Let’s Build Couchbase Lite .NET: Part X, Generic Platform

This is the final entry in my series about building Couchbase Lite .NET from source.  As I mentioned in a previous post, I am too close and familiar with the library and I often forget that it is complicated and annoying to build without the amount of full time work that I have spent with it.  This entry will feature something a bit different.  Instead of going through a specific platform, it will go through what needs to happen to support a new platform that is not officially supported by Couchbase.

Part 1: .NET Core
Part 2: UWP
Part 3: Xamarin Android
Part 4: Xamarin iOS
Part X: Generic

The first thing you need to do is determine which architectures your platform will run on.  For each of these architectures, a native build of LiteCore is needed.  This will most likely be the hardest part of figuring out how to support the new platform, but there are some things in place to give you some hints.  There is a CMake project for LiteCore, for one thing.  It’s definitely not pretty as I used it to learn about CMake, but any questions about it can be asked on the forums.  If CMake understands your tooling, you can reuse the existing work on the new platform to build the shared C++ libraries.


After that, the new platform needs a C# support project.  The responsibility of this project is to both provide a delivery mechanism for the native libraries that were built above and to provide some platform specific C# functionality (i.e. stuff that uses API that is not available in .NET Standard).  Providing the native libraries is relatively simple.  First, you need to include it in your Nuget package (example) by copying it into some arbitrary location.

Then, you need to tell the end user project to use the native library.  The way this happens depends heavily on the platform but it almost always involves a targets file.  This type of file will add functionality to you csproj project.  For example, on iOS this means that the native library will be added as a bundle resource.  UWP simply copies the relevant files to the output for the architecture being built.  Android is an example of where a targets file is not used, and instead there is functionality to bake the native libraries directly into the managed DLL.  So whatever your platform needs to do, this is where you take care of it.  If you put the targets file into the build/<platform-moniker> folder of your Nuget package, it will be added to the user’s project when the Nuget package is added.

Sometimes dynamic registration of the native libraries is needed at runtime, and also the platform specific C# classes need to be registered.  There is no enforced convention for this in Couchbase Lite, but the de facto convention I am using is to make a class in the namespace Couchbase.Lite.Support named after the target platform with a static Activate method.  So, for example, UWP would be Couchbase.Lite.Support.UWP.  Two examples of when dynamic library loading is needed is on .NET Core Windows (also .NET Framework, because the system architecture is not known until runtime) and iOS (because this is an AOT platform, and it won’t know to find libLiteCore in the application bundle).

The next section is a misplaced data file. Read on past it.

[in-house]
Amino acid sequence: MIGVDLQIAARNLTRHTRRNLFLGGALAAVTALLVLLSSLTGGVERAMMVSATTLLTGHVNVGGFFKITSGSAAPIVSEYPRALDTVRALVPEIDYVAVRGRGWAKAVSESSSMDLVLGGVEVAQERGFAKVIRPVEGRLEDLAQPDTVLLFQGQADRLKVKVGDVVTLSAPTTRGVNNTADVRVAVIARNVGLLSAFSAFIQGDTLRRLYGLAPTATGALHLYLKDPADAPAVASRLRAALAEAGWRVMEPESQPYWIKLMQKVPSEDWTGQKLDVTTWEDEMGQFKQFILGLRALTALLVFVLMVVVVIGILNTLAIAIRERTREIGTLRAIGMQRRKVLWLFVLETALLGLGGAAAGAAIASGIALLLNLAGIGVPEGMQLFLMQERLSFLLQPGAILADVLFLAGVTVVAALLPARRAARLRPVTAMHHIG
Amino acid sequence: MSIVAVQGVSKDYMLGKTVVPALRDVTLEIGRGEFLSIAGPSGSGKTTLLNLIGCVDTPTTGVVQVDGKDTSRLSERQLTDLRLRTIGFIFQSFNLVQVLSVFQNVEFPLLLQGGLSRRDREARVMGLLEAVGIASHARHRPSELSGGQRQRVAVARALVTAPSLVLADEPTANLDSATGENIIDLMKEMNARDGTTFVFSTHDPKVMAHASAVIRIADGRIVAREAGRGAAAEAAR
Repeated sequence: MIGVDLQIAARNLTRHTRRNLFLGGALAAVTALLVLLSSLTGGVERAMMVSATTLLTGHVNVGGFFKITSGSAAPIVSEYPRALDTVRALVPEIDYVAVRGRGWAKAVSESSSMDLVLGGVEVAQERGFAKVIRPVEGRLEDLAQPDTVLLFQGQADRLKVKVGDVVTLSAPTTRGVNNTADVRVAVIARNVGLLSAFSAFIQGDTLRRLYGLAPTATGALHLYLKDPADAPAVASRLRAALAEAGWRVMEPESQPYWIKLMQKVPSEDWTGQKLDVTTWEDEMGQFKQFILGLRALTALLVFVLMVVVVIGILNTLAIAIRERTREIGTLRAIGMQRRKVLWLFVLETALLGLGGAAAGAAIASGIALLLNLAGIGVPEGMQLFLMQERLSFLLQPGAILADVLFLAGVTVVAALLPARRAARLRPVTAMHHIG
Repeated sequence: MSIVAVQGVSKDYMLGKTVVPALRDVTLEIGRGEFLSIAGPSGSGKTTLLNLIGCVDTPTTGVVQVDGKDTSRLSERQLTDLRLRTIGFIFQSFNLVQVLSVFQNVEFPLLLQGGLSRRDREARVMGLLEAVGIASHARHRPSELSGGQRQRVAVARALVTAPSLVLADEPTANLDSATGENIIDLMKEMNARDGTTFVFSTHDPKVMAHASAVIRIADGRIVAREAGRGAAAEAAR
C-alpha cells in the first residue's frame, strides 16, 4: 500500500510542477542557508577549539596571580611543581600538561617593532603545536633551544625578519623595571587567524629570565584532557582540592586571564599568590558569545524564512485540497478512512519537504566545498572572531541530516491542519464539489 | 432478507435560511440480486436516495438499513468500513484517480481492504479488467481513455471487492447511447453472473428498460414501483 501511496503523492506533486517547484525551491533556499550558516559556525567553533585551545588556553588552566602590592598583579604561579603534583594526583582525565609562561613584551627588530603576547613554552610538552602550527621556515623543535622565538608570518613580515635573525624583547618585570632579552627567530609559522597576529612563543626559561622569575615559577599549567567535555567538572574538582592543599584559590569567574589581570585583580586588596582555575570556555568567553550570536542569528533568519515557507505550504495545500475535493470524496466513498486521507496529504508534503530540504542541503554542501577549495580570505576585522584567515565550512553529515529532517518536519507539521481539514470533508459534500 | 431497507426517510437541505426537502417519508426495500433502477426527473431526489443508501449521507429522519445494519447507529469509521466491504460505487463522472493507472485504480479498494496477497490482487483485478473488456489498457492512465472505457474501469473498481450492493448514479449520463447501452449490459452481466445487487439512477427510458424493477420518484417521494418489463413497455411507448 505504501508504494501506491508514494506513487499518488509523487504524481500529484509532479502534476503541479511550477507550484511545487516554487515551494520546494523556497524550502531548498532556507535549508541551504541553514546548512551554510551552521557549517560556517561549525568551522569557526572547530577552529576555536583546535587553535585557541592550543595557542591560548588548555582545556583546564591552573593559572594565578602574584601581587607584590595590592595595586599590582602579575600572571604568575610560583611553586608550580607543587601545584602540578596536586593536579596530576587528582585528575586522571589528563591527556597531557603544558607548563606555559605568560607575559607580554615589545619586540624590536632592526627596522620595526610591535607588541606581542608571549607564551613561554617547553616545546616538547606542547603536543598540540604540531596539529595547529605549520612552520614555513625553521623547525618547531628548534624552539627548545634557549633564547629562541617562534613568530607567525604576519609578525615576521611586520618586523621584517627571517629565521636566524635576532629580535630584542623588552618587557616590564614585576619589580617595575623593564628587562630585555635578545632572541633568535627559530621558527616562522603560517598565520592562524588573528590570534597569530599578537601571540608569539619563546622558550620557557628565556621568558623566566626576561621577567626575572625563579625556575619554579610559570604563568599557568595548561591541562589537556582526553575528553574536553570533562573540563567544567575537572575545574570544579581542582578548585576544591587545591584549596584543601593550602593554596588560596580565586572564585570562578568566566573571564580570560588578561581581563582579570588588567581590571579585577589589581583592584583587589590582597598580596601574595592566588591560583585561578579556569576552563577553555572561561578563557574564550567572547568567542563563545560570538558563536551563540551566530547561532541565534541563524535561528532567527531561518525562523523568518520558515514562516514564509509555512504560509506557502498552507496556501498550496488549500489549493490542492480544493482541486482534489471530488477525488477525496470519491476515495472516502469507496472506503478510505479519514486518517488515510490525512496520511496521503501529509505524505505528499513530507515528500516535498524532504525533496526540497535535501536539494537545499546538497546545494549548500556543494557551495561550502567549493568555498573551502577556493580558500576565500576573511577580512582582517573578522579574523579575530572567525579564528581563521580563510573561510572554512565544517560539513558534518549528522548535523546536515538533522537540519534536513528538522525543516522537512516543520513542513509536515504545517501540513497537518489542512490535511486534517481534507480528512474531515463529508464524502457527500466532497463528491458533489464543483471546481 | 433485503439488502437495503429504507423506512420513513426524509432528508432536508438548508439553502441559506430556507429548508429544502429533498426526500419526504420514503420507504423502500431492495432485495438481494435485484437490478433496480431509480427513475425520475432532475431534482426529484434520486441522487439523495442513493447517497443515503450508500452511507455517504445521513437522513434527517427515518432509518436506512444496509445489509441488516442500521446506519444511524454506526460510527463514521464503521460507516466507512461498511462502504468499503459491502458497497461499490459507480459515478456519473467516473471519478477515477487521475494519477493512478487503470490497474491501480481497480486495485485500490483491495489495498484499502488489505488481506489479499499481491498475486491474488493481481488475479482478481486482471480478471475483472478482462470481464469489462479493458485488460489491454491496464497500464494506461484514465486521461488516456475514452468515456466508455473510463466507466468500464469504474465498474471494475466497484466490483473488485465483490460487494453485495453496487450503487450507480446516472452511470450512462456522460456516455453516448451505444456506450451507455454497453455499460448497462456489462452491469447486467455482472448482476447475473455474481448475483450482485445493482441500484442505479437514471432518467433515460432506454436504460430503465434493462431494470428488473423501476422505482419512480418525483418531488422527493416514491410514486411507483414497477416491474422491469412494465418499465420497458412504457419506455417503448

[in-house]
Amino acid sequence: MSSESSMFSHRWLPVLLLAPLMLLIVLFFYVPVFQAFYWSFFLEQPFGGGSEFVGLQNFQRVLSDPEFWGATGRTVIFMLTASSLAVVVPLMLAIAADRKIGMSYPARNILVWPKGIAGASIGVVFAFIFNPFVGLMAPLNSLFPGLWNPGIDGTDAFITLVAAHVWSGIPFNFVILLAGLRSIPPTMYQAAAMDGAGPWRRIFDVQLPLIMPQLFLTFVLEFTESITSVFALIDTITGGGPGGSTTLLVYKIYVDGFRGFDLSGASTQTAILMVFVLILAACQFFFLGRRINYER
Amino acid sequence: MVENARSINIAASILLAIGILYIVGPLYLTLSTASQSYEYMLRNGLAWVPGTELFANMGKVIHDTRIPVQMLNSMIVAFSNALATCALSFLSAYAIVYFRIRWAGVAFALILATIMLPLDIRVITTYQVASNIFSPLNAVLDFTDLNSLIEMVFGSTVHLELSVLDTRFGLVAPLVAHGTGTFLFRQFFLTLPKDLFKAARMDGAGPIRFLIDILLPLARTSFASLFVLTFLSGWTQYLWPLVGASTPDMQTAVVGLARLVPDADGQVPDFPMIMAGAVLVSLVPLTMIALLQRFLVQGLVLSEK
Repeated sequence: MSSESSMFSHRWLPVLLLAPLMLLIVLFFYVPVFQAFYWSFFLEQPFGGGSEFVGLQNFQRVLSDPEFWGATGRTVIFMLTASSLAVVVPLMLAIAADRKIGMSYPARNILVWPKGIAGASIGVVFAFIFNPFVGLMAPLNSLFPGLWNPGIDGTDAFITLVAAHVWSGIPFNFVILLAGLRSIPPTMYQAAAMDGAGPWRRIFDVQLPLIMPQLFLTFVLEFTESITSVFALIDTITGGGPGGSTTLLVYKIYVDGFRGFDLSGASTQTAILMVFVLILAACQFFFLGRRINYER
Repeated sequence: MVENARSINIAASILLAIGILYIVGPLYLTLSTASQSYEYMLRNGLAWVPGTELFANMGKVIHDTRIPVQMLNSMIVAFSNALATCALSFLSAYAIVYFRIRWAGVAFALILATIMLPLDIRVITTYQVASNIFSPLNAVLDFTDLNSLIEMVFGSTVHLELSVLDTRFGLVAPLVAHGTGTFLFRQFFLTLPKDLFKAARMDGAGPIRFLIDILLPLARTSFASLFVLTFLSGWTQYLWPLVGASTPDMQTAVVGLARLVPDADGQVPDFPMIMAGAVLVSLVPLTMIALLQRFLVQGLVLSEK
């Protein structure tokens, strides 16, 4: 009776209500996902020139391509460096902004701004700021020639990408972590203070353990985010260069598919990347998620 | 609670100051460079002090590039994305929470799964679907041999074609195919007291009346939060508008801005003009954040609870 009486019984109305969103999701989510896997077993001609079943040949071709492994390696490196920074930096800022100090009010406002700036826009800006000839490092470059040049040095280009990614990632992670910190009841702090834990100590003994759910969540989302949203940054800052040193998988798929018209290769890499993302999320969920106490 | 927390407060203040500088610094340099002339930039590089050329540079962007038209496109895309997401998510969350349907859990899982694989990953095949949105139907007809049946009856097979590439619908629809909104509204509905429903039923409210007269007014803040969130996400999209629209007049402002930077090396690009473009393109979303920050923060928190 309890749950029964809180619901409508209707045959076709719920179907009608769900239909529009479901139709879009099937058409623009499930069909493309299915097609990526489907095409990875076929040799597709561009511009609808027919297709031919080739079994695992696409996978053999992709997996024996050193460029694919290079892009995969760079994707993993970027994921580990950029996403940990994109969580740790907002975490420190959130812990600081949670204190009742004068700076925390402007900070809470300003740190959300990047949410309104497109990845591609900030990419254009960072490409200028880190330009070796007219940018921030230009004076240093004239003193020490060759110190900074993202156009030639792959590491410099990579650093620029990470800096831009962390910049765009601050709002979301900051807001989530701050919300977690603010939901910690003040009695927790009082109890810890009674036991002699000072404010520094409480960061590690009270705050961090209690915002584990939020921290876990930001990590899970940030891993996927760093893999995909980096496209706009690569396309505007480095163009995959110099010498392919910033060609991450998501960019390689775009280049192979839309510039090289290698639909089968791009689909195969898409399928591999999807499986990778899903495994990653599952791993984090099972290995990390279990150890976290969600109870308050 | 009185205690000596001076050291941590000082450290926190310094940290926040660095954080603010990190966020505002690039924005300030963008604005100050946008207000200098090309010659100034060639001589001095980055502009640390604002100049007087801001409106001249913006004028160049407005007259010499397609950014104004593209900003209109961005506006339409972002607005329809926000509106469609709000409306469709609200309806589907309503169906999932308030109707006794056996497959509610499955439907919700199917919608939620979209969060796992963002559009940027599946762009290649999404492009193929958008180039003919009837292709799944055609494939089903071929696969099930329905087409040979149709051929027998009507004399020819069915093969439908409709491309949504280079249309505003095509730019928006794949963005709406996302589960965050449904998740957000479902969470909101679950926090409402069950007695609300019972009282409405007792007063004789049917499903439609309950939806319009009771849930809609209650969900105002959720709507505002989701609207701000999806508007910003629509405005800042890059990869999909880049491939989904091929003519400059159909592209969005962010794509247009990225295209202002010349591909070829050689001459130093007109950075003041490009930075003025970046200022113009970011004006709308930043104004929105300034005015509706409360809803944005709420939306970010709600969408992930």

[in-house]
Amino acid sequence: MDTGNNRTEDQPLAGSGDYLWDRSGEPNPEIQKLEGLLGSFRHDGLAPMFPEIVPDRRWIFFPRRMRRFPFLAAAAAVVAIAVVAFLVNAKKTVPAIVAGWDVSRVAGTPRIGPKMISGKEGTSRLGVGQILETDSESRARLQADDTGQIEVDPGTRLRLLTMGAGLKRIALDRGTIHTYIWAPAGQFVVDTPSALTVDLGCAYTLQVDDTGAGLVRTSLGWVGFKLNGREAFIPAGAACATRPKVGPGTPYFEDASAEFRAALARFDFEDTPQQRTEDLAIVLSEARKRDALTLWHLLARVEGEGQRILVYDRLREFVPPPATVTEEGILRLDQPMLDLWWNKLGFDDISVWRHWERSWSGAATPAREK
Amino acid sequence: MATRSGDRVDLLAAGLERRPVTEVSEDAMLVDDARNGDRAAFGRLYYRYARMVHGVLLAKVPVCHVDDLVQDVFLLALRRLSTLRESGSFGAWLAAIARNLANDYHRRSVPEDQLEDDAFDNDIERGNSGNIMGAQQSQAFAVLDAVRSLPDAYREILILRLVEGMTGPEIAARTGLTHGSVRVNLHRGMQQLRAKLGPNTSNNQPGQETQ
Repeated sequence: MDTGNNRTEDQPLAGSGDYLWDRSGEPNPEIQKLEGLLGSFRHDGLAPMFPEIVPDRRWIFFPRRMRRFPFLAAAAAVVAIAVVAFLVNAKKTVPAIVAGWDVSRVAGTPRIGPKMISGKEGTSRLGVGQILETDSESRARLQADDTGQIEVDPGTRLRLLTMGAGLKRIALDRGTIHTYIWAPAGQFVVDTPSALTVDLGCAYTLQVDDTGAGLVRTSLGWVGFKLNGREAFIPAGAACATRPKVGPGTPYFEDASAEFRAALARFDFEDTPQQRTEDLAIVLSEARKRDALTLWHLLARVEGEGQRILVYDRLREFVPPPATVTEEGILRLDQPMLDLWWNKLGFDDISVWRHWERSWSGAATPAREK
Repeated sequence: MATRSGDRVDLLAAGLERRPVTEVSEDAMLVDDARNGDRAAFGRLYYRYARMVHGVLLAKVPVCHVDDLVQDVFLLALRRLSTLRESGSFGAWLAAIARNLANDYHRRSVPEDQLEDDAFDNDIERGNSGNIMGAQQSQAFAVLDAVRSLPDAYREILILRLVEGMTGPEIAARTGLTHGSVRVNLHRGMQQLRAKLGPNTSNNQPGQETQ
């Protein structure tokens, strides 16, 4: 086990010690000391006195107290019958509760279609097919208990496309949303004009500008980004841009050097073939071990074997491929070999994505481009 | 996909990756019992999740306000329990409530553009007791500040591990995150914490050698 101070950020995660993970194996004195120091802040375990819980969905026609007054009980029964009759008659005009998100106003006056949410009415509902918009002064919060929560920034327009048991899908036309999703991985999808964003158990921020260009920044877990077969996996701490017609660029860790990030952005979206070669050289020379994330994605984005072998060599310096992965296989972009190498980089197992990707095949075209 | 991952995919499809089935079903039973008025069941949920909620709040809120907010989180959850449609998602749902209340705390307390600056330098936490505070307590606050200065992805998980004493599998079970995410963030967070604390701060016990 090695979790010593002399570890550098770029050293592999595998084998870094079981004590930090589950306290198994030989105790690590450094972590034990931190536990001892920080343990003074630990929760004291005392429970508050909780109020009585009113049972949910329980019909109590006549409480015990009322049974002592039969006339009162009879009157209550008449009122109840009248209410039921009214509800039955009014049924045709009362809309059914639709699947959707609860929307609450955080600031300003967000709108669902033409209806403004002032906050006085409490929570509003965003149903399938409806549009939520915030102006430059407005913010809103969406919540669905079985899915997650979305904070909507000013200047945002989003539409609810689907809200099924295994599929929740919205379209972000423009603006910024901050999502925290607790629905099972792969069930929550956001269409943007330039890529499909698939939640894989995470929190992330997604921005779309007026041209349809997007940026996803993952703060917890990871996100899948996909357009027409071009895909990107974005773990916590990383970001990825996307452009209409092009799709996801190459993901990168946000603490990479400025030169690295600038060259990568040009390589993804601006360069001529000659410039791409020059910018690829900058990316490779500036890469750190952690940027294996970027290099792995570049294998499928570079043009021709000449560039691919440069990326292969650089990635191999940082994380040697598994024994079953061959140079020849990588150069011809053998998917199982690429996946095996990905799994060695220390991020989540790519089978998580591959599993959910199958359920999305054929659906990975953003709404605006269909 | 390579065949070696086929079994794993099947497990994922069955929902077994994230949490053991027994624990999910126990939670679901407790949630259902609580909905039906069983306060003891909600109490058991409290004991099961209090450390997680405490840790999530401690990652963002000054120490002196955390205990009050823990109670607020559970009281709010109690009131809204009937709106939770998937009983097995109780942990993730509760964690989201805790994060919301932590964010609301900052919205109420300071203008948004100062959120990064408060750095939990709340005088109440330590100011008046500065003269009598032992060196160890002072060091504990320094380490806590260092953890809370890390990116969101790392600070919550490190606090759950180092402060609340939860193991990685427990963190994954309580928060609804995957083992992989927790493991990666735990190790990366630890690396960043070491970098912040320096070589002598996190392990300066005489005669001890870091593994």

As for the C# classes, I found that Microsoft provides a nice package for dependency injection that was developed as part of ASP .NET.  It is now a standalone package that can be used for .NET Standard and so I am making use of it.  The concept revolves around a collection of services that is transformed into a provider after startup initialization.  There is no startup initialization in most Couchbase Lite applications, so instead the application can register services until the first service is used and after that things are frozen.  However, as you can see, the way to add services is pretty simple and involves assigning a concrete class to an interface.  The first three lines of the above immediately instantiate one, and the last one uses a Func<T> to lazily instantiate if needed (this is helpful because I don’t want to generate an implementation for this one if the user has already given one).

The interfaces that need implementations are in this folder, and one that is not is the Microsoft provided ILogProviderIDefaultDirectoryResolver is a service that will get the default directory for a database where no directory is specified (this needs to be per platform since some of them are sandboxed and relying on the Environment class is not always a great idea for getting paths).  IReachability is a service for reacting to changes in local network state.  This is mostly the same for every platform except UWP, which throws NotSupportedExceptions during some key functions.  ISslStreamFactory is a service for creating a TLS encrypted stream to an endpoint.  I don’t want to have this service but it is needed because the current UWP is not compatible with the System.Net.Security Nuget package.  ILogProvider is simply a service which can generate loggers to an arbitrary logging endpoint.


The goal of this post is to provide some tools to the open source community so that if a new platform is desired, things can be driven forward without simply filing an issue about “support for X platform.”  Of course, I am willing to help out and provide insight if this process becomes difficult but the reality is that we cannot support all the platforms that people want with our current team size, so I hope this can give some power to the people!

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